SACRAMENTO (CBS13) — The Sacramento City Teachers Association set a strike date for next Wednesday as a ‘last case scenario’ if a mutual agreement with the Sacramento City Unified School District is not agreed on within a week.
The announcement for March 23 was made Thursday outside of the Serna Center in Sacramento, the SCUSD offices, where dozens of SCTA, SEIU 1021, and SCUSD parents and students gathered to protest the standstill.READ MORE: Stagg High Stabbing Suspect Anthony Gray Ordered To Undergo Mental Evaluation
The rally fell on the same day results from a fact-finding report were released to both parties. The members of the fact-finding panel included a Neutral Chair, SCUSD Representative, and Union Representative for Sacramento City Teachers.
SCTA ‘concurred’ with the findings, that they believe, answer many of their requests that include staffing and pay increases. SCUSD’s representative wrote that the district dissented with the recommendation of the neutral panel chair on the issue of salary increases, “not because I believe that hard-working teachers do not deserve additional compensation, but rather because discussions of compensation and benefits are part of the ongoing successor contract negotiations between the District and SCTA.”
In a press conference, the SCUSD Board of Education spoke directly to families within the district. The President of the BOE said, “We see you and we hear you,” and urged the union to avoid a strike.
SCTA President David Fisher told CBS13 a strike would be a “last case scenario” and hoped within the next few days, as early as Thursday night, he would be in talks with SCUSD leaders to find an agreement.READ MORE: Boosted Californians Getting COVID At Twice The Rate Of Those Vaccinated But Not Boosted
“That’s always the last resort, but we need to do something to stand up for our students to get a teacher in front of every student in the district,” said Fisher.
Fisher added, while there are multiple issues at stake as part of the labor negotiations, the staffing shortages and improvements to working conditions for students are at the center of the discussion.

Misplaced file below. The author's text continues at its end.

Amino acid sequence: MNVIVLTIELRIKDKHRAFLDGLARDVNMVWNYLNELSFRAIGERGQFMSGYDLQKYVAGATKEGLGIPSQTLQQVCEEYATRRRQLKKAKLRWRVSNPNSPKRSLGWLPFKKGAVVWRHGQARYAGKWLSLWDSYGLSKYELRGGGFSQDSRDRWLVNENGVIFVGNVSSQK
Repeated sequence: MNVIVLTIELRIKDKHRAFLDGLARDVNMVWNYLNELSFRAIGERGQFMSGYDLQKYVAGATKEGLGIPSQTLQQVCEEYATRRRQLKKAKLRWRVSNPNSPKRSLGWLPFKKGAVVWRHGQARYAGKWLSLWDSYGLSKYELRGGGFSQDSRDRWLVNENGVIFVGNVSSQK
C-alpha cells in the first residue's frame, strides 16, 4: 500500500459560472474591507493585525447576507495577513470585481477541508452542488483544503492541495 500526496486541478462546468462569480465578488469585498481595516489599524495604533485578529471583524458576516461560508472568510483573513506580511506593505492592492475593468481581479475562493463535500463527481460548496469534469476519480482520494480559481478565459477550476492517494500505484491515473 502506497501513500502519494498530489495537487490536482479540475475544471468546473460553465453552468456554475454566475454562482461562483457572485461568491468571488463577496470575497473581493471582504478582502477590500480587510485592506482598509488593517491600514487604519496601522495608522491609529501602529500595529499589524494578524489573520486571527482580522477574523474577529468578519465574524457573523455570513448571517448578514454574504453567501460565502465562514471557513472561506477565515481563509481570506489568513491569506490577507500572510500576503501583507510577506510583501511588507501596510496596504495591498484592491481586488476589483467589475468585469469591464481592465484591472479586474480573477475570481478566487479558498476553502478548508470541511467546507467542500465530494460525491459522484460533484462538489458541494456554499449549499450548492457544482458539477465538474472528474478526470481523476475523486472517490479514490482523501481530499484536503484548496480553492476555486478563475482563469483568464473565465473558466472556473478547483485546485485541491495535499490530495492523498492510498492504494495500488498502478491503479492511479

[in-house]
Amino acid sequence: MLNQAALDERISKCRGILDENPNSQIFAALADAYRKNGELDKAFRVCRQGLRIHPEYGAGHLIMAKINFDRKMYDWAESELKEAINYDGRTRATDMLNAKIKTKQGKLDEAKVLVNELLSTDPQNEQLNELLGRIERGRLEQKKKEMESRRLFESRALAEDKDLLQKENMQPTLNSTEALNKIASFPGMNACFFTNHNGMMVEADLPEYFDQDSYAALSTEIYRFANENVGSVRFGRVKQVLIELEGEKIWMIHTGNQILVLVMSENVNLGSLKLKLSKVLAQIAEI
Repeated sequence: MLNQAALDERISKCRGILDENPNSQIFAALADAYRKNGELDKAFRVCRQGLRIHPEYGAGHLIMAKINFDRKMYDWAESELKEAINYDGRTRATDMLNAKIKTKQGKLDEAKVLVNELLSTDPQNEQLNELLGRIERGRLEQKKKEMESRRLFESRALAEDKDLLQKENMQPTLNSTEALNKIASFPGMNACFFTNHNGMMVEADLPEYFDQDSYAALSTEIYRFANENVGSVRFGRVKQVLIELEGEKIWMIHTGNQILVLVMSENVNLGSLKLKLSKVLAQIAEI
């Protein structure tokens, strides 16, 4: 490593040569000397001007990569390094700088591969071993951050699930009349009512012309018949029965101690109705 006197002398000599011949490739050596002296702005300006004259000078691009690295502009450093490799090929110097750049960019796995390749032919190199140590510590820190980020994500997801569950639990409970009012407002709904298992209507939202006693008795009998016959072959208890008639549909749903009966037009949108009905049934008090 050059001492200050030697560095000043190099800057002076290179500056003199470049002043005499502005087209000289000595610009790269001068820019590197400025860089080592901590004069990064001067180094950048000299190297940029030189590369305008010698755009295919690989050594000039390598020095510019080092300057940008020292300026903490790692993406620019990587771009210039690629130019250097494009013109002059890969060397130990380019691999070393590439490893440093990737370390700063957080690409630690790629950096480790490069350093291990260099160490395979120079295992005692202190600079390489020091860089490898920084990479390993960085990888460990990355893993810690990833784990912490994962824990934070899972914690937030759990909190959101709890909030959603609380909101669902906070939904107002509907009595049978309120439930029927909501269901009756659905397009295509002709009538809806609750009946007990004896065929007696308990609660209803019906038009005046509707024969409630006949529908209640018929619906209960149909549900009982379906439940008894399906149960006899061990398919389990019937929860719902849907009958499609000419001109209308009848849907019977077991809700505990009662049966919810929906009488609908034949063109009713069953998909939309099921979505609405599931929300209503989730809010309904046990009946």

The negotiations have been in the works for two years, before the pandemic, and issues like staffing shortages have been made worse due to the pandemic, according to Fisher.
Superintendent Jorge A. Aguilar was not available for interviews Thursday and a SCUSD spokesperson directed CBS13 to the comments made by the SCUSD BOE members. In a statement posted Wednesday and sent to SCUSD families, Aguilar addressed the plans if a strike happens.
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In the event of a strike, we would expect that SCTA and SEIU will give us enough advance notice so that we can plan and safely keep our schools open. While this is our commitment to you, we also operate under limitations that may make it difficult for us to keep our schools open. Specifically, because substitute teachers in SCUSD are represented by SCTA the district cannot hire substitutes to fill in for teachers who are out on strike. We will continue to communicate and will share additional details about what will happen if SCTA and SEIU set a date for a strike.
If SCTA goes through with the strike it would be the second time in four years the union strikes. In 2019, STCA authorized a one-day strike after a contract agreement had been agreed on by SCUSD leaders and the union. The one-day strike was set as a way to force the hand of district leaders to honor the contract.